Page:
Welcome to your Hump Day Reading List!
This is your refuge from the impersonal Google and FaceBook algorithms that seem to run our lives these days. Instead of a machine deciding what you’ll see, I personally go out and look for great articles that actually have value in the quest for greater personal and family safety.
From all of the articles that I find, I weed out the “fake news” and those that don’t have direct application to some aspect of preparedness. Then, to fight the growing scourge of information overload, I distill everything down to what I believe to be the three most useful articles you can read right now, explain the context of those articles, and identify any bias so you can trust what you read.
It’s a more personal, more targeted, and more efficient way to get the information you need!
Here’s what I’ve found for you this week:
This week in Defensive Training and Gear:
Concealed carry and the restroom
I’m constantly amazed at how many otherwise knowledgeable concealed carriers don’t understand how to handle restroom chores. It’s actually not a hard concept, but for whatever reason people don’t apply any systematic thought to the process.
This article has some excellent tips on how to keep your gun secure while you’re doing your business. (To which I’ll add this: any carry method that doesn’t easily and securely facilitate normal human activities, such as using the toilet, is a non-optimal method.)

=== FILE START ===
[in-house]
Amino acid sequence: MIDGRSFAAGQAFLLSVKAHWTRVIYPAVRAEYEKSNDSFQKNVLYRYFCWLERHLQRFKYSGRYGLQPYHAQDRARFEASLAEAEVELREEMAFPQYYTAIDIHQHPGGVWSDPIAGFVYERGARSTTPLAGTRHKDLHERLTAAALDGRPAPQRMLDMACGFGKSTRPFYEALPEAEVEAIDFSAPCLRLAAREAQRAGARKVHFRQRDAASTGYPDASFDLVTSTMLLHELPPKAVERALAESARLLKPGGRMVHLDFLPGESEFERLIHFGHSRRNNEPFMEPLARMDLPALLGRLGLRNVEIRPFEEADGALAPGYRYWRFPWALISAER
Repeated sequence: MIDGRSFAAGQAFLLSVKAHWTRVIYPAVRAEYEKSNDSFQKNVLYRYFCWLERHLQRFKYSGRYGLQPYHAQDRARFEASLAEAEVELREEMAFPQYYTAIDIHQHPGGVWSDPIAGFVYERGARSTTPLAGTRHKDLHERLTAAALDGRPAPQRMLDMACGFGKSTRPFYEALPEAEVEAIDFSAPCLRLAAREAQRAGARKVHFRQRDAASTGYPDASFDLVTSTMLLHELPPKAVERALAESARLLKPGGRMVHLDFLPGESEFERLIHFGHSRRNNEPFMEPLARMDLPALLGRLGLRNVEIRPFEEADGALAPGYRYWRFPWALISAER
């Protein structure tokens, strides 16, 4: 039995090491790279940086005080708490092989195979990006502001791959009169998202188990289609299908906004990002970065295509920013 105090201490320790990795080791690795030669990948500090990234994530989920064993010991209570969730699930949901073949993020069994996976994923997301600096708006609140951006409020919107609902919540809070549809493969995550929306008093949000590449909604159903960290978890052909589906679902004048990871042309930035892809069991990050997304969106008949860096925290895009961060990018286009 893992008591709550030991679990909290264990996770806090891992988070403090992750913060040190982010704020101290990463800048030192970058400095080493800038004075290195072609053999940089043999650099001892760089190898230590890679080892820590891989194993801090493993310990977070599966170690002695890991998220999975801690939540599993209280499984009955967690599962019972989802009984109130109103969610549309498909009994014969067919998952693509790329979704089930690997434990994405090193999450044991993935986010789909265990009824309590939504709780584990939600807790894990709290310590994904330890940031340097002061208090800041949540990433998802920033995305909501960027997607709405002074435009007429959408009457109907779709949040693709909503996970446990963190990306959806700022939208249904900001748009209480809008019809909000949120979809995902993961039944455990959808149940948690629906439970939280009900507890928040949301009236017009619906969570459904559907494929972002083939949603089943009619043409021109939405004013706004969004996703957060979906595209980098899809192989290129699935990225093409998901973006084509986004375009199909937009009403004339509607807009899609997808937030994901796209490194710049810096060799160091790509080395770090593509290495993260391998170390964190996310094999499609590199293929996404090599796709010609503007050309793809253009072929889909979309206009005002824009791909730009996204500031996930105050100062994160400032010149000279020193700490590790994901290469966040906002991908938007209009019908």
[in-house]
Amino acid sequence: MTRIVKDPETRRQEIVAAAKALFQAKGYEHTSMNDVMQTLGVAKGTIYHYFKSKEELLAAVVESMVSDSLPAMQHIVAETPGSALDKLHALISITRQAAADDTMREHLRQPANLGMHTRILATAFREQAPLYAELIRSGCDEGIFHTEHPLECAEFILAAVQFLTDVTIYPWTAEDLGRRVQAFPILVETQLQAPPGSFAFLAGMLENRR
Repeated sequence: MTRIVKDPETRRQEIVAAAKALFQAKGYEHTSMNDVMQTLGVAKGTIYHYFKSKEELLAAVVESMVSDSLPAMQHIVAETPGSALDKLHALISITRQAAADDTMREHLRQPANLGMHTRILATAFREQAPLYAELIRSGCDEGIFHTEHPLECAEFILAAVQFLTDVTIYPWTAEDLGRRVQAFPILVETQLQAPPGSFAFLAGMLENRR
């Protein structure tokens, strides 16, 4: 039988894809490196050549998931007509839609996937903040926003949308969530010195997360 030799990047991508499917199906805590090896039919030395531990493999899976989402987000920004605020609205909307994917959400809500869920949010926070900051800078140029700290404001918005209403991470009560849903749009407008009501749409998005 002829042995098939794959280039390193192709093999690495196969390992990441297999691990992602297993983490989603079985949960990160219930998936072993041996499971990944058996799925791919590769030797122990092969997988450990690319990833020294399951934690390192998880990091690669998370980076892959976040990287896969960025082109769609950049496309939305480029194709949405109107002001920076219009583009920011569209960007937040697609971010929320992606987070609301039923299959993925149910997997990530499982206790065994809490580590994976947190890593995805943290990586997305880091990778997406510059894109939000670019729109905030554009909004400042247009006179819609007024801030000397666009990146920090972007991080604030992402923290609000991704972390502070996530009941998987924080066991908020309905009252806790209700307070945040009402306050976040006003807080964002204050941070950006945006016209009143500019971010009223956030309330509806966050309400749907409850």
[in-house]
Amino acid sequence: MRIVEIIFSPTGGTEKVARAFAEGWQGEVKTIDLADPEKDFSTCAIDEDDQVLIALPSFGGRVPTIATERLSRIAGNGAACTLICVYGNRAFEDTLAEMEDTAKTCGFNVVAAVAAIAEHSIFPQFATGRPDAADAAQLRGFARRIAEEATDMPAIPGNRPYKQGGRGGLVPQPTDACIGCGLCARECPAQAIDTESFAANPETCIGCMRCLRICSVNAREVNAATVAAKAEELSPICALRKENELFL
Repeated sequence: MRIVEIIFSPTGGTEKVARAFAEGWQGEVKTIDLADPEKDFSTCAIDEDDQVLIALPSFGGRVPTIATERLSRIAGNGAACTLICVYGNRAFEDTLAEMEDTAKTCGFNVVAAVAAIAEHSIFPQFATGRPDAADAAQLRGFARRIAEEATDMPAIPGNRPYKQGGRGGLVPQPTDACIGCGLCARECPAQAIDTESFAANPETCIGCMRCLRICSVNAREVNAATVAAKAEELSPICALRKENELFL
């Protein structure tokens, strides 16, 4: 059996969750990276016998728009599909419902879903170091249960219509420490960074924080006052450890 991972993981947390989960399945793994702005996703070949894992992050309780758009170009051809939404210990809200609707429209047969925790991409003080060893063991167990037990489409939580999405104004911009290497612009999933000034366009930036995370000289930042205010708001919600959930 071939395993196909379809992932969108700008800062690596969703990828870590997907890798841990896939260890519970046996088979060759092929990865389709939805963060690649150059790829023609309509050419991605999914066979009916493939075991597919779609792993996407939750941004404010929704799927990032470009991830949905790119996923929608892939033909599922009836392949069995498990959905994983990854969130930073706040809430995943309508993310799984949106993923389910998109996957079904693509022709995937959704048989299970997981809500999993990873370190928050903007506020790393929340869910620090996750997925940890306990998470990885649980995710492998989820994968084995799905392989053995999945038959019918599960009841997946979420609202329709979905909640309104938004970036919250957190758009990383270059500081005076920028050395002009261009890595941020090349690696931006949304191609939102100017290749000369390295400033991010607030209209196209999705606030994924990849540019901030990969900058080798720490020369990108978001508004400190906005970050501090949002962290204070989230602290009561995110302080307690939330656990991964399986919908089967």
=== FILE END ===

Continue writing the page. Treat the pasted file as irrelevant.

This week in Personal Safety and Security:
Think locks are over-rated? Think again.
Ohio police officer Greg Ellifritz has been sharing this information for several years now, and very little seems to change: the vast majority of home and car burglaries happen to those who fail to lock their doors!
I know, I know, “if someone really wants to get in, a lock won’t stop them”. The reality, though, is that simply locking your doors (and windows) is enough to prevent a huge number of burglaries — because not everyone is a skilled burglar, and not every house attracts the most skilled criminals.
Think of it from the thief’s point of view: why bother trying to force a locked door, and risk someone hearing you, when the neighbors are likely to have unlocked doors that make your job easier?
Fact is, locked doors prevent crime. It’s so simple, so easy, that there’s no excuse not to do it.
This week in Preparedness and Health:
As in, prepping your own person as opposed to prepping by yourself!
Getting in mental and physical condition to survive is actually more important than any other single thing you can do. Making sure you’re in good physical shape, and that you have the right mental attitude, goes a long way to enhancing your resiliency and survivability. That’s what this article is all about.
If you’re not in good physical condition (barring any actual infirmities, of course), start rectifying that now. Last year I decided my upcoming 60th birthday would see me in better shape than my 50th birthday did. I’m no bodybuilder or marathon runner, but I’m in much better shape than I was a year ago. I know I can survive much harsher conditions today than I could just a few short months back, and it’s both a pleasure and a comfort.
If you have bad habits that could be a problem during a prolonged disaster, now’s the time to overcome them. If you can’t face the thought of bad things happening, face that fear now before you need to “for real”.
Prepping is more than buying guns and freeze-dried food!
– Grant Cunningham